Emma likes Hayley just the way she is

on

It seems like every time I

think an actress is particularly gorgeous, someone in Hollywood decides

to tell her she’s too fat.

A case in point: up-and-coming

British actress Hayley Atwell, whose projects this year include

the Woody Allen film Cassandra’s Dream

(out in the U.K. on May 9), the Keira Knightley

flick The Duchess (out in the U.K. on August 29, and the U.S.

on September 12) and the big-screen adaptation of Evelyn Waugh’s novel

Brideshead Revisited
(out in the U.S. on July 25, and the U.K. on

September 23). Now, I don’t know about you, but Atwell looks pretty

perfect to me:

But apparently Miramax Films

(the studio behind the new adaptation of Brideshead) didn’t think

so. According to U.K.

website The First Post
,

Atwell has reported that she was asked by the film company to lose weight

for her role as Julia Flyte. It was only when co-star Emma Thompson

(who will play Lady Marchmain) heard the news that things got resolved:

Says Atwell: “I went

round to Emma’s one night and she was getting very angry that I wasn’t

eating all the food she was giving me. I told her why and she hit the

roof.” The no-nonsense Thompson was so outraged that she called

the producers the next day and threatened to resign from the film if

they forced Atwell to lose weight. Faced with Thompson — a two-time

Oscar winner — on the warpath, Miramax Films swiftly relented.’

Not that I’m condoning Miramax’s

original, obnoxious request, but how great is that story? I love the

idea of a riled-up Emma Thompson ripping a strip off some older male

film executive (who is probably a hell of a lot fatter himself than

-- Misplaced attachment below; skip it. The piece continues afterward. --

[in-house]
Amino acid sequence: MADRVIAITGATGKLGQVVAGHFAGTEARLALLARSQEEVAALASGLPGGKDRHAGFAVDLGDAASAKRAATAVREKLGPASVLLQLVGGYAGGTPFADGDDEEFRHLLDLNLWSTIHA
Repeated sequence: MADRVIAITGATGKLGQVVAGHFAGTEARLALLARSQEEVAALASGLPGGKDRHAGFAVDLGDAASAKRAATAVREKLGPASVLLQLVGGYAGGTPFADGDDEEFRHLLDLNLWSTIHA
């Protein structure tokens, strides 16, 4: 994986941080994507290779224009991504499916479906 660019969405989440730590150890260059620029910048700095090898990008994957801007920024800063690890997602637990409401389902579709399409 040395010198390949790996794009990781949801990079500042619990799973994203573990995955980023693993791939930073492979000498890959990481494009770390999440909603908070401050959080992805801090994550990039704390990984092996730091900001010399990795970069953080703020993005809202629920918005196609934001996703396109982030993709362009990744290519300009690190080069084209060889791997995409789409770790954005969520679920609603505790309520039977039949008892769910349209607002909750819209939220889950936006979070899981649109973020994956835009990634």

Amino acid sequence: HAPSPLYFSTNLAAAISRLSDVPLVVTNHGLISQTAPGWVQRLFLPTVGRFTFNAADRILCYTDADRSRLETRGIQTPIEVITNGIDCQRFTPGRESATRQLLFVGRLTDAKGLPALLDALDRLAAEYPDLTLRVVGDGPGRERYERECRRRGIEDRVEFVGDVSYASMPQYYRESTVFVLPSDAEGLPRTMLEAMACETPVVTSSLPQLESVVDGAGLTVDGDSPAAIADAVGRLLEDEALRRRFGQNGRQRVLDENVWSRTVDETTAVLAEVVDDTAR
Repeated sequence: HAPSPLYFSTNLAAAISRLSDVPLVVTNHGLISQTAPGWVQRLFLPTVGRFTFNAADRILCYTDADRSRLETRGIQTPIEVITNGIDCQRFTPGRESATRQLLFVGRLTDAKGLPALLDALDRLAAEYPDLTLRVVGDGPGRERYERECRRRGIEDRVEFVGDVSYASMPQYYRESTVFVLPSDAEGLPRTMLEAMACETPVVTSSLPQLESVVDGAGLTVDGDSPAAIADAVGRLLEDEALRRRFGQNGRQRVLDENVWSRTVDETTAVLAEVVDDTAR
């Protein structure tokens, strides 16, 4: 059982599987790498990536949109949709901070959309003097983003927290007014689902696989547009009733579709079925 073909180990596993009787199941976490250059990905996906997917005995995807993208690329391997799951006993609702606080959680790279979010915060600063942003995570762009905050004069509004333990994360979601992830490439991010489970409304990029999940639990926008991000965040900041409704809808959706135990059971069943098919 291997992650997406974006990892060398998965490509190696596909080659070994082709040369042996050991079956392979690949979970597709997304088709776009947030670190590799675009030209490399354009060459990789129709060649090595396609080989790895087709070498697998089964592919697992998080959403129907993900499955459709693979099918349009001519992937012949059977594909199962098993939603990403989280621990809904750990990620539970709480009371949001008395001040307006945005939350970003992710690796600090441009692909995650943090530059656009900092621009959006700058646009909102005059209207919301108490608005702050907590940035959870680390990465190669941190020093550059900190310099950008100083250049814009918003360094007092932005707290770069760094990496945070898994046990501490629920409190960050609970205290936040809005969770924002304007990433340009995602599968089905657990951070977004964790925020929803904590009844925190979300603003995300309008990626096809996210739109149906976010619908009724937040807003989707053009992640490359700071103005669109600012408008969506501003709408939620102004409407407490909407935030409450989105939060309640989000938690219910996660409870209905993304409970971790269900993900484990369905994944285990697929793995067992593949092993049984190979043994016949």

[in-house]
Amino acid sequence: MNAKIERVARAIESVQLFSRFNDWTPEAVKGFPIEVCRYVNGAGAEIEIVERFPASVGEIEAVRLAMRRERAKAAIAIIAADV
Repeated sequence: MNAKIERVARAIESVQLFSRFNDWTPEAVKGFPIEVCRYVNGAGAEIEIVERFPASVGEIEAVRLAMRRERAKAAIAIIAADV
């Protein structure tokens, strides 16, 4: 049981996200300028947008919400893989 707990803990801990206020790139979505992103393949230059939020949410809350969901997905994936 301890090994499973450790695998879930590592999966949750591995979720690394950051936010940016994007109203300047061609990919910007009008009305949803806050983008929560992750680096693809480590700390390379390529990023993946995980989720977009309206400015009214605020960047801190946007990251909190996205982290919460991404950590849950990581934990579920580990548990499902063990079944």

Hayley Atwell is).

Still, while not a surprise,

it’s madly frustrating that this sort of pressure is still being placed

on attractive, healthy young actresses. I remember, when Titanic

came out in 1997, how irritated I was by a review in The Financial Times. The film critic wrote casually that the beautiful

Kate Winslet
needed to “watch the calories.”

Little did I know

that his remark was probably one of the less offensive out there; the

British tabloids had a field day, with coverage whose idiocy and insensitivity

was later parodied by the satirical U.K. magazine Private Eye

as: “Fatty Winslet: no wonder the Titanic sunk with you on it, eh?”

Atonement actress Romola Garai has been frank about the fact that

she was pressured to lost weight while working on the Hollywood film

Dirty Dancing 2: Havana Nights
.

Garai said, “The filmmakers

were obsessed with having someone skinny. I just thought, why didn’t

they get someone like Kate Bosworth, if that’s what they wanted?”

For the record, here’s what

Kate Bosworth has been looking like in recent years:

Yeah. Sad, huh? And scary.

What is to be done for these

actresses? I wish Emma Thompson could just ride in (on her white horse

— or is that just my fantasy?) and rescue them all. Because after all,

it’s not easy to withstand pressure when you’re young and trying

to establish yourself in your career, and the people holding the plum

roles you covet are telling you you have to starve yourself to get them.

Romola Garai has decided to

put her foot down, saying after her Dirty Dancing experience

that “I think if I was asked by a director to lose weight, with no

good reason in the script, then I would say no.” But — perhaps not

coincidentally — her most recent work has been in theatre, not in

film.

I guess we just have to hope

that as more women become successful and powerful as film directors

and executives, the pressure on actresses to diet themselves into fragile,

sickly, unthreatening waifs will lessen. Although I have to admit I’m

not totally confident — though we may not always like to admit it,

women can be as critical and demeaning of other women’s bodies as

men can.

I’ll just have to put my

faith in people like Emma. And remind myself of a time when it was downright

fashionable for movie stars to look like this:

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